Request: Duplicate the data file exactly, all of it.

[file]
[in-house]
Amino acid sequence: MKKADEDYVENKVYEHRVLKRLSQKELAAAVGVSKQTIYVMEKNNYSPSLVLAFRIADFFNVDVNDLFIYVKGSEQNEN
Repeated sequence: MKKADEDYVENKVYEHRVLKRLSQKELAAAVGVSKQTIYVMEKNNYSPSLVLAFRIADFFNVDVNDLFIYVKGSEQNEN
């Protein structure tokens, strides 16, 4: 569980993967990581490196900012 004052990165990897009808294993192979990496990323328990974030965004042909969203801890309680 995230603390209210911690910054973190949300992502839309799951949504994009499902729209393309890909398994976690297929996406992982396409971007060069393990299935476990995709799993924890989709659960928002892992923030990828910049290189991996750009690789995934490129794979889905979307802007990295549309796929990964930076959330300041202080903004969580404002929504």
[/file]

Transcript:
[in-house]
Amino acid sequence: MKKADEDYVENKVYEHRVLKRLSQKELAAAVGVSKQTIYVMEKNNYSPSLVLAFRIADFFNVDVNDLFIYVKGSEQNEN
Repeated sequence: MKKADEDYVENKVYEHRVLKRLSQKELAAAVGVSKQTIYVMEKNNYSPSLVLAFRIADFFNVDVNDLFIYVKGSEQNEN
């Protein structure tokens, strides 16, 4: 569980993967990581490196900012 004052990165990897009808294993192979990496990323328990974030965004042909969203801890309680 995230603390209210911690910054973190949300992502839309799951949504994009499902729209393309890909398994976690297929996406992982396409971007060069393990299935476990995709799993924890989709659960928002892992923030990828910049290189991996750009690789995934490129794979889905979307802007990295549309796929990964930076959330300041202080903004969580404002929504």